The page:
Our speaker will usually be Nicholas Roy, who may also be joined by partners Rob or Joe
depending on the topic. Nicholas Roy has a degree in business from UCONN and began
his career in financial services at Ameriprise Financial, quickly rising to their Advanced
Advisor Group. Nick recently obtained the designation of Chartered Retirement Planning
Counselor from the College for Financial Planning. He is also active in a number of
nonprofits. Nick and his wife Jennifer, have two daughters, Taylor and Alivia.
Somnio Financial Group, from a Hartford Business Journal article in 2009:
“When most people envision the prototypical financial adviser, the image of a 50-year-
old gray-haired math guru is the common perception.
But a local trio of 20-somethings (Nicholas Roy, Joe Covill and Robert Roy) is looking to
break that mold and make a name for them in an industry dominated by individuals twice
their age. Joe Covill, one of the three partners, said one of the advantages of being
younger is that they will be around when their clients are ready to retire. “Older planners
will be retiring the same time their clients are,” Covill said. “We have an advantage
because we are still going to be around to see our clients through their retirement. That
means we can help them make adjustments to their financial plan along the way.”
Robert Roy said most of the financial services industry is transactional-based, meaning
advisers receive a commission for selling individual products from a company they
represent or work for. Somnio’s independence, on the other hand, allows it to sell
products from a variety of companies. Somnio advisers also don’t receive commissions
but instead earn fees from the assets they manage. As a result, the wealthier their clients
get, the more money they earn.”
NAIW CPIW and CPIM Requirements
Certified Professional Insurance Women and Certified Professional Insurance Man Designations
NOTE: CPIW/M Applications are processed on the third Monday of each month. Applications
received after this date will be processed the following month.
Eligible Programs and Requirements:
NAIW Membership. Membership in NAIW for a minimum of two years for those joining before
January 1, 1990, and three years for those joining on or after January 1, 1990 (does not have to
Industry Employment. Employment in the industry for a minimum of five years.
Educational Achievement. Completion of the two following educational requirements for
courses from NAIW Programs and for courses from Industry Educational Programs:
1. The following individual courses, alone, will satisfy the NAIW (International) Educational
Requirements for the CPIW/M Designations
(for those joining on or after July 1, 1994).
Underwriting for Non-Underwriters Leadership Savvy
Rules of the Road Advanced Communication Skills
How to Be a Best Seller Leadership Development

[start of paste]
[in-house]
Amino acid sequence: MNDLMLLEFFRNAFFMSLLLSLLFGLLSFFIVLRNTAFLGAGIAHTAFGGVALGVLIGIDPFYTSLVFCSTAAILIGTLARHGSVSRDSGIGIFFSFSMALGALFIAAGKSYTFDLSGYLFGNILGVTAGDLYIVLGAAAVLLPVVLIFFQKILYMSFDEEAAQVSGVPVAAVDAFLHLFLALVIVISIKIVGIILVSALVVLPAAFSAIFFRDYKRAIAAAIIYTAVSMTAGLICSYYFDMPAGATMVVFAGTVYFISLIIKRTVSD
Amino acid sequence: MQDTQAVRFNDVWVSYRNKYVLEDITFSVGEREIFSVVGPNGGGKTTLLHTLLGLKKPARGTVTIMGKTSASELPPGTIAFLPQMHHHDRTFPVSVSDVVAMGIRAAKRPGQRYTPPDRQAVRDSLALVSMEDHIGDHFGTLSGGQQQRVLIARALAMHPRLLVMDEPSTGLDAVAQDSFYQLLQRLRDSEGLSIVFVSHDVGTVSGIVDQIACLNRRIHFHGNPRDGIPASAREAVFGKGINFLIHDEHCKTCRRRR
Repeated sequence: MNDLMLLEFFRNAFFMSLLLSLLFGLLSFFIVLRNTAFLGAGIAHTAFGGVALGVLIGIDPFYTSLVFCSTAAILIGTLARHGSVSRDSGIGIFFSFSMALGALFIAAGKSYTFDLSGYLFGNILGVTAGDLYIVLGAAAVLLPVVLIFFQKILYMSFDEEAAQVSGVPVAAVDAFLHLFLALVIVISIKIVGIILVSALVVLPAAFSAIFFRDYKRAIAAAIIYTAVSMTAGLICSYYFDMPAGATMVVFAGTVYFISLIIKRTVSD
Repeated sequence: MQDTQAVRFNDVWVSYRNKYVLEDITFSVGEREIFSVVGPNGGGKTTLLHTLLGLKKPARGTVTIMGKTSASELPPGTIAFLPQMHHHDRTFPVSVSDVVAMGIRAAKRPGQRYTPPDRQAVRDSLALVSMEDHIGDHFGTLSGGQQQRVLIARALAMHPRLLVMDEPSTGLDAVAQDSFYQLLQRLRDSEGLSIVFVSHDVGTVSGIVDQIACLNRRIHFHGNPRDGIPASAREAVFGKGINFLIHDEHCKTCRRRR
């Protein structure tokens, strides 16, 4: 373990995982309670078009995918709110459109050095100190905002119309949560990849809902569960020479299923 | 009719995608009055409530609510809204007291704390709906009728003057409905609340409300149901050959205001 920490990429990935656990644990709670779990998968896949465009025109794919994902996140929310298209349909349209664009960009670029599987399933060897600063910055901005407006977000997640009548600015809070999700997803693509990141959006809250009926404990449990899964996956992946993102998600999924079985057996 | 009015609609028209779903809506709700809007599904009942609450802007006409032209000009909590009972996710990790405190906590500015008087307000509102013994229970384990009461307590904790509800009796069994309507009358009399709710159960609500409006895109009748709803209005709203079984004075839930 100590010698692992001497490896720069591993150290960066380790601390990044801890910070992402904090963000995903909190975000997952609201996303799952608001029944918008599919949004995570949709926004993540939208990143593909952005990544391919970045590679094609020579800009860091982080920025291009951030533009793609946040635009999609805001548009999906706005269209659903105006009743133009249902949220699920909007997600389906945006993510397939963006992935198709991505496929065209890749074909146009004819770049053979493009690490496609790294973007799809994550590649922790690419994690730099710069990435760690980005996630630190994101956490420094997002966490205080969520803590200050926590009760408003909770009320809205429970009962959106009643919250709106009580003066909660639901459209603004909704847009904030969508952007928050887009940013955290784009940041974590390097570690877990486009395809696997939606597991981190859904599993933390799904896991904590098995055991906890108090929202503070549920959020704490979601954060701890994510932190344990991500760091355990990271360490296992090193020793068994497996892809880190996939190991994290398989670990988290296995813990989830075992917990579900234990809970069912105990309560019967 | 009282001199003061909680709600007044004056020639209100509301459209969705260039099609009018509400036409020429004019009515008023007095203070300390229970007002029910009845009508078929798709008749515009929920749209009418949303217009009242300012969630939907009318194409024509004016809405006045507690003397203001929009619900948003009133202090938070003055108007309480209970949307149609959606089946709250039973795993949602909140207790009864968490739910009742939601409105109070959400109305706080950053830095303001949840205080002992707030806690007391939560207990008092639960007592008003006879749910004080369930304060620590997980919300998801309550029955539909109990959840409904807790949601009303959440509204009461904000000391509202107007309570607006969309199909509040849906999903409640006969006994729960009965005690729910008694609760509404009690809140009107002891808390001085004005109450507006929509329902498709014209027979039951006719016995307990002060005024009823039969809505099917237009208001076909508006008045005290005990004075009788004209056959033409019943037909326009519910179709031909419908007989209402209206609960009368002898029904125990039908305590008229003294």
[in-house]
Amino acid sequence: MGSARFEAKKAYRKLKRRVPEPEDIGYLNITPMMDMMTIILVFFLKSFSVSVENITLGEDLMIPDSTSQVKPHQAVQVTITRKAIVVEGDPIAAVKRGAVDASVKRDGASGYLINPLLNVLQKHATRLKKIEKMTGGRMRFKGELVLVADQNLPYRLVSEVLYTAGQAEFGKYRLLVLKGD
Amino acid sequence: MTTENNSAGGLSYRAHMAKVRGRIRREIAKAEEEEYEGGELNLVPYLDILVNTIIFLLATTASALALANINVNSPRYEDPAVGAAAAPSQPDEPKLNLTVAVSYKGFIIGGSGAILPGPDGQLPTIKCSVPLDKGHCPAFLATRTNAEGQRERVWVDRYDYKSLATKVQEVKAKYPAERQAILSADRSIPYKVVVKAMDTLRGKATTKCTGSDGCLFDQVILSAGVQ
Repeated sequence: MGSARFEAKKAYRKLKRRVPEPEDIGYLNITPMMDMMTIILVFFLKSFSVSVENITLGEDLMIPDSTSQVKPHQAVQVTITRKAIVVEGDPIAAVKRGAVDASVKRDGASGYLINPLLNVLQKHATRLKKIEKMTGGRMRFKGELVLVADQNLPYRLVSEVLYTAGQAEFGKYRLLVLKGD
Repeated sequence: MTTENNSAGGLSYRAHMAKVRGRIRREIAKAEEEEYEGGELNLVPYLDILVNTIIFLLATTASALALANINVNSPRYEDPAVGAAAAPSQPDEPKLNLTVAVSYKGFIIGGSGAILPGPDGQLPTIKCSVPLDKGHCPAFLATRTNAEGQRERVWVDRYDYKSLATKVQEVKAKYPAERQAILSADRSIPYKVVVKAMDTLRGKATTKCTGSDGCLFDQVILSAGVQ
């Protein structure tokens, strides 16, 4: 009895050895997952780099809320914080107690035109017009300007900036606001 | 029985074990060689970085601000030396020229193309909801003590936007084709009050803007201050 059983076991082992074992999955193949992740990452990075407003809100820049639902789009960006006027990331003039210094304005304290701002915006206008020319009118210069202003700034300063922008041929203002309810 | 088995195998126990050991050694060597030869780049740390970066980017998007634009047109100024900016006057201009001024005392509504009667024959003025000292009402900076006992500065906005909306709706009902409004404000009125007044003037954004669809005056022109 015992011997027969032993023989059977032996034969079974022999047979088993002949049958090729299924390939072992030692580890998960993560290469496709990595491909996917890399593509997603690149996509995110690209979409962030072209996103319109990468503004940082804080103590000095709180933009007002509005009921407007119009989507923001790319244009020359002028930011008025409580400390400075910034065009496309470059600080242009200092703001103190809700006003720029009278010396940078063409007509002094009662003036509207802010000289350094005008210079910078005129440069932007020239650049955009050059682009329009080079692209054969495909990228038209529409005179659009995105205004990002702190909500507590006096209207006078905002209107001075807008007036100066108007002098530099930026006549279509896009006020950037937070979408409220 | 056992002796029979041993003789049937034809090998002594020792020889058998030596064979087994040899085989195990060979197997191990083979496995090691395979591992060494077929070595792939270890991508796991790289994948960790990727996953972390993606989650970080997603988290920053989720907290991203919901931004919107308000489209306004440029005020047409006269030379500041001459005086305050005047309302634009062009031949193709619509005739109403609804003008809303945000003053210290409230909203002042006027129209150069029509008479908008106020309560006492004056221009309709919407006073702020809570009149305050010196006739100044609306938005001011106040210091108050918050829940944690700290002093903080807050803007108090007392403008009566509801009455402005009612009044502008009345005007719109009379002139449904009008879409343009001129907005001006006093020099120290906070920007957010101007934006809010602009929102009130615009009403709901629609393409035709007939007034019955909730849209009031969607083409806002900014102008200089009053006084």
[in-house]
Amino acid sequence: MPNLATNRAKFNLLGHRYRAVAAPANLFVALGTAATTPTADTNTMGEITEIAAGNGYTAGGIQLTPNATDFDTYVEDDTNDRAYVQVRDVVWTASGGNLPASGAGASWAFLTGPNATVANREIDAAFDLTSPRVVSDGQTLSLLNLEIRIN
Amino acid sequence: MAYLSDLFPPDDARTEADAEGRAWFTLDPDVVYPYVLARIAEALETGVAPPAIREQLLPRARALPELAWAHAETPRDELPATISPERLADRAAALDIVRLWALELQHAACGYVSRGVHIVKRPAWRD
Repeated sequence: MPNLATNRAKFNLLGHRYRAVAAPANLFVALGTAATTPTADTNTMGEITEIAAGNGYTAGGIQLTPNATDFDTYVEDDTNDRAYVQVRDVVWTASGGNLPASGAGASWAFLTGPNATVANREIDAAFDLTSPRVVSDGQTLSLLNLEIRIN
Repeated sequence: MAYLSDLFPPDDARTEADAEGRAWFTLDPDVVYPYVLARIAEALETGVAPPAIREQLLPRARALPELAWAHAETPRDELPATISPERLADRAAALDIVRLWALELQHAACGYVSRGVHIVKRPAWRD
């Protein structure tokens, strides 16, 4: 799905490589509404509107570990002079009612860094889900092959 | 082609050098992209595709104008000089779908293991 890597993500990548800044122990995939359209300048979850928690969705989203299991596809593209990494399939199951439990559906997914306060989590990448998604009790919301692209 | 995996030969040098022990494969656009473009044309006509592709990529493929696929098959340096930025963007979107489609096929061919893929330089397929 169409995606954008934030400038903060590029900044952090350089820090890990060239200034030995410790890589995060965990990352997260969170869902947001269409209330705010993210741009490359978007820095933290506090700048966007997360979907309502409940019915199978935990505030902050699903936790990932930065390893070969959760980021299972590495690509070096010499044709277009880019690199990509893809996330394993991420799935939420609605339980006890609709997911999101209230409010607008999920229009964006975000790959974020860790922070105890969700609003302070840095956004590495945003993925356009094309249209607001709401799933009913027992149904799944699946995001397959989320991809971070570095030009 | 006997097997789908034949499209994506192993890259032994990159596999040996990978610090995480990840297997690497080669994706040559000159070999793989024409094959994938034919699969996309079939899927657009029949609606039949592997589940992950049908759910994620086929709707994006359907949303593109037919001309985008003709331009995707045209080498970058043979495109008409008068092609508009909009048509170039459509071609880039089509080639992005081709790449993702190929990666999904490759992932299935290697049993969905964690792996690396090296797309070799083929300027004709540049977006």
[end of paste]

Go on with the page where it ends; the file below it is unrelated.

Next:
Mentors and Protégés Local Association Leadership Training
Confidence While Communicating
OR combine one of the following 4-hour courses with any six from the I Can! Series or the 2-hour Conflict Resolution
Ethics: Shades of Black & White
Let’s Talk Coverage: A Case Study Approach to LTC: 101
Homeowner’s Insurance Coverage New Math: Education IRA$
Three Steps to E&O Risk Management Personal Umbrella
S.P.A.R.K. (Sales Proficiency and Relationship Risk Management Process: An Overview
Knowledge) Tax Free Income: Roth IRA$
Life and Health Insurance Basics The Facts of “Life”
I CAN! Series courses: What’s Up DOC?
Business As Un-Usual Wheels of Misconception
All programs must be conducted as a class and will not be accepted as self study, with the exception of Rules of the
Road, How to Be a Best Seller and Underwriting for Non-Underwriters which are available as self study.
Other Industry Educational Programs From LOMA:
2. One of the following industry All designations
From Insurance Educational Association:
educational programs: Certified Professional Disability Management (CPDM)
From American Institute for CPCU:
From American Educational Institute:
Chartered Property Casualty Underwriter (CPCU)
From Society of CLU:
Senior Claim Law Associate (SCLA)
Chartered Life Underwriter (CLU)
Casualty Claim Law Associate (CCLA)
From Insurance Institute of Canada:
Property Claim Law Associate (PCLA)
Associate Rank (AIIC)
Workers’ Compensation Claim Law Associate (WCLA)
From Life Underwriter Training Council:
Fraud Claim Law Associate (FCLA)
Fraud Claim Law Specialist (FCLS)
From Health Insurance Association of America:
Auto Claim Law Specialist (ACLS)
Group Life and Health Insurance
Legal Principals Claims Specialist (LPCS)
Health Insurance Associate (HIA)
Casualty Claim Law Specialist (CCLS)
Managed Healthcare Professional (MHP)
Property Claims Law Specialist (PCLS)
From International Claims Association:
Workers’ Compensation Claim Law Specialist (WCLS)
Associate in Life and Health Claims (ALHC)
Automobile Claims Law Associate (ACLA)
Fellow Life and Health Claims (FLNC)
From the Insurance Institute of America:
From Society of Actuaries:
Certification in General Insurance (INS 21, 22 & 23)
Associate in Reinsurance (ARe)
From National Alliance:
Associate in Fidelity and Surety Bonding (AFSB)
Certified Insurance Counselor (CIC)
Associate in Risk Management (ARM)
Certified Insurance Service Representative (CISR)
Associate in Management (AIM)
Certified Risk Manager (CRM)
Associate in Insurance Accounting and Finance (AIAF)
From Casualty Actuarial Society:
Associate in Personal Lines (API)
Associate in Insurance Services (AIS)
From Professional Liability Underwriting Society:
Associate in Surplus Lines Insurance (ASLI)
Registered Professional Liability Underwriting (RPLU)
Associate in Claims (AIC)
From Assn of Average Adjusters:
Associate in Loss Control Management (ALCM)
Associate in Underwriting (AU)
From Int’l Foundation of Employee Benefits Plans:
Associate in Premium Auditing (APA)
Accredited Advisor in Insurance (AAI)
From National Association of FIC:
Associate in Information Technology (AIT)
Fraternal Insurance Counselor (FIC)
Associate in Marine Insurance Management (AMIM)
From The American College:
Associate in Research and Planning (ARP)
Registered Health Underwriter (RHU)